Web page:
3,000 transplants didn't happen last year because families refused to let their loved ones' organs be donated - and it's costing patients.Read the full story ›
The British Heart Foundation say that the lack of exercise by such a large number of people is also costing the NHS around £1.2bn each year.Read the full story ›
Relatively low levels of drinking may trigger potentially dangerous irregular heartbeats, new research has found.Read the full story ›
Researches have said 33,000 deaths over a 10-year period could have been avoided if guidelines for heart attack after-care were followed.Read the full story ›
Researchers funded by the British Heart Foundation developed the test which detects all known inherited heart condition genes.Read the full story ›
Around 40% expressed concerns over the effect their job had on their health, a survey has revealed.Read the full story ›
The British Heart Foundation has said that the number of heart attacks in the UK is 50,000 higher than previously thought. According to the charity's figures, numbers are 35% higher than estimates have suggested, with around 175,000 heart attacks thought to take place each year. The figures translate to one person having a heart attack every three minutes, the charity said.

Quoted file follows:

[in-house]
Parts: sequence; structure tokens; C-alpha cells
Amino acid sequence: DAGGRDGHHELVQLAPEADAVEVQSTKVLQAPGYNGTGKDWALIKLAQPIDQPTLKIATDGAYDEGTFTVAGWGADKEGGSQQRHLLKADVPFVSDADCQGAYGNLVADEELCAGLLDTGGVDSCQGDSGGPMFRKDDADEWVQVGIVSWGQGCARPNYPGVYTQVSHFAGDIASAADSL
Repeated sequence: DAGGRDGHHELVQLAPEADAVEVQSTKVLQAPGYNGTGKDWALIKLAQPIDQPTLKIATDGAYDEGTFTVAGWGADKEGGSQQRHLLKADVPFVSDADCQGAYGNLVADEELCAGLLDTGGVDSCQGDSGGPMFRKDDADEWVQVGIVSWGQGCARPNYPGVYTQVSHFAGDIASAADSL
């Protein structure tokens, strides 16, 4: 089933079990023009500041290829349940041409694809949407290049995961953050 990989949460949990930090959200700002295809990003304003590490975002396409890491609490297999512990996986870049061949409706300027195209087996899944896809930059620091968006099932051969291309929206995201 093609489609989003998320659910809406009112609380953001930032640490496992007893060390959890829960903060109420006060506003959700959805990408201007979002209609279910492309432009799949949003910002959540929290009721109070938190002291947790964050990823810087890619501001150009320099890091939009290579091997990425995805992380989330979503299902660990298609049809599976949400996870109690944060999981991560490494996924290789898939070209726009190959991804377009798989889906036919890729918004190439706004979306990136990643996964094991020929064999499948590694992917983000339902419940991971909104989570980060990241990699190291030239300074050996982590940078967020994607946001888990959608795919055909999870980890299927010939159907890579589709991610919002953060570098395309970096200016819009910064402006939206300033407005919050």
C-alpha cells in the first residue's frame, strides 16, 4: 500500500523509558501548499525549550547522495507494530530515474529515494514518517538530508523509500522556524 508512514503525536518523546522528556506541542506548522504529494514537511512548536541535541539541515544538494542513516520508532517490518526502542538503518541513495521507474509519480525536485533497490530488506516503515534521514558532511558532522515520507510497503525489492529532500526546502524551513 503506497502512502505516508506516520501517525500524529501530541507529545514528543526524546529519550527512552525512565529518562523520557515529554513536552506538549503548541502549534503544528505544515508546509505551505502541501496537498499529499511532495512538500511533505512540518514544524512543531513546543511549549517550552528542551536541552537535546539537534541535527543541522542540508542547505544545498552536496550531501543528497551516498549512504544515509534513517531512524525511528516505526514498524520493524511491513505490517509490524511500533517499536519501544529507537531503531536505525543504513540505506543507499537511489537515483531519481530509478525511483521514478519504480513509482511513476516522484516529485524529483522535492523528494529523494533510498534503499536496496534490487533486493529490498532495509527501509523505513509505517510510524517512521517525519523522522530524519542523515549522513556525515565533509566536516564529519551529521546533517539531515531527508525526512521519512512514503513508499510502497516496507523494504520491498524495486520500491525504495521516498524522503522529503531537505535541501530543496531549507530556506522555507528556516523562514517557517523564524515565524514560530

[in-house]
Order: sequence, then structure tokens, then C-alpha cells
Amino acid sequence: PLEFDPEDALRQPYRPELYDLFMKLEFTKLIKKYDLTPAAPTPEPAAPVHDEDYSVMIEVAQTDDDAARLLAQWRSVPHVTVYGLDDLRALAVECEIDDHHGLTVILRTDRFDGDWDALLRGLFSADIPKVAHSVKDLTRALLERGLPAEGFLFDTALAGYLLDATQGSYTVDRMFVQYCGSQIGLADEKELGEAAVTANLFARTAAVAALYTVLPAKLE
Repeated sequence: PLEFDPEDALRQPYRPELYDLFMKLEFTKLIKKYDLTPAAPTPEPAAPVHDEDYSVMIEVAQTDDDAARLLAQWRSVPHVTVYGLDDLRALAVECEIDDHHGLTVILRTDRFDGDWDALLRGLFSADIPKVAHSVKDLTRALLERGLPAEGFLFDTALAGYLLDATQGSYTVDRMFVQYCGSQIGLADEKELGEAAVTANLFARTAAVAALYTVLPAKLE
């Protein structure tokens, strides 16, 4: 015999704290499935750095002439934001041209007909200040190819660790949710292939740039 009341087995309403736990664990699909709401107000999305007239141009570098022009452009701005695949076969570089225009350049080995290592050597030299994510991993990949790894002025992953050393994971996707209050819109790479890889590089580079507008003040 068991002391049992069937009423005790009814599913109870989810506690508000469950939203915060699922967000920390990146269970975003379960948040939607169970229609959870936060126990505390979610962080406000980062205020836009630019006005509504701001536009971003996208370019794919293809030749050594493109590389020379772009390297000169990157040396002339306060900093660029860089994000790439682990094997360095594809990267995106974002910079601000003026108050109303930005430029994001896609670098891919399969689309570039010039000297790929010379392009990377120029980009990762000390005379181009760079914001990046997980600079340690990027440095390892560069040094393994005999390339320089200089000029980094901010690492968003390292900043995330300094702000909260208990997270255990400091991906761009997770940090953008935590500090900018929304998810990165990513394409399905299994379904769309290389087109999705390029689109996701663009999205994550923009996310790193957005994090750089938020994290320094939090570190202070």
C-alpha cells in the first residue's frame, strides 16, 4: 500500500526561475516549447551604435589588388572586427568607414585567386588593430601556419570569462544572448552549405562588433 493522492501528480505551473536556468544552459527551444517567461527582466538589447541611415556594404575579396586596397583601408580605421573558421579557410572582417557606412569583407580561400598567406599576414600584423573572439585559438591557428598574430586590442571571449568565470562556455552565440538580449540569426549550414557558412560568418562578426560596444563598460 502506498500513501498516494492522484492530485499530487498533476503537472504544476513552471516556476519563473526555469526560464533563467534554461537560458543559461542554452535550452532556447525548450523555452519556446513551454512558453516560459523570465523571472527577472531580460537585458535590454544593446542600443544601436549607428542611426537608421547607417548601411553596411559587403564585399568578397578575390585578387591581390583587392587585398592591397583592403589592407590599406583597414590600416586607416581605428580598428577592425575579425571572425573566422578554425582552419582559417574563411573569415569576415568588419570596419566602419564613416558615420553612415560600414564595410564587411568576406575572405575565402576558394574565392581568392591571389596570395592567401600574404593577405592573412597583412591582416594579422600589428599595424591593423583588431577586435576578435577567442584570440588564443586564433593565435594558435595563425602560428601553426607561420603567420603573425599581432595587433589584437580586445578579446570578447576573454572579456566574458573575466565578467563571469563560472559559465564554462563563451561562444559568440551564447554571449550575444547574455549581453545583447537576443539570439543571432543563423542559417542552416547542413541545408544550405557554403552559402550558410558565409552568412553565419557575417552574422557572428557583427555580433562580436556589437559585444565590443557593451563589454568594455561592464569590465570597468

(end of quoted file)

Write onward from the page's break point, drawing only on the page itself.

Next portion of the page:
Pippa Middleton is selling her bike, which she recently used in a race across America, in aid of the British Heart Foundation.Read the full story ›
Statins are a "safe, effective, cholesterol-lowering drug" and are proven to lower the risk of heart disease, according to the British Heart Foundation.
People with high cholesterol are at significantly greater risk of suffering a heart attack or stroke. That’s why it’s vital to reduce your cholesterol levels either through medication or lifestyle changes.
NICE has taken the sensible decision to reconsider the threshold for who should be prescribed statins.
However, looking at someone’s risk of heart disease in the next ten years is too short a time frame. We should be taking a more holistic approach by looking at a person’s risk over their whole lifetime as recently recommended by leading cardiovascular organisations.
In the meantime, it is important that anyone who has already been prescribed statins continues to take them as advised by their doctor to help maintain a healthy heart.
Genetic tests for the children of parents with heart problems "can save their life", a health chief has said.
Professor Peter Weissberg, medical director at the BHF, said:
Over recent years researchers have made great strides in identifying some of the genes that cause inherited heart conditions.
A genetic test in a child of an affected parent can save their life. More research is now urgently needed to identify all the genes responsible for these deadly disorders.
Pinpointing genes which cause inherited heart conditions will allow affected children to be protected and, in the long term, will lead to new treatments to overcome the effects of the faulty gene.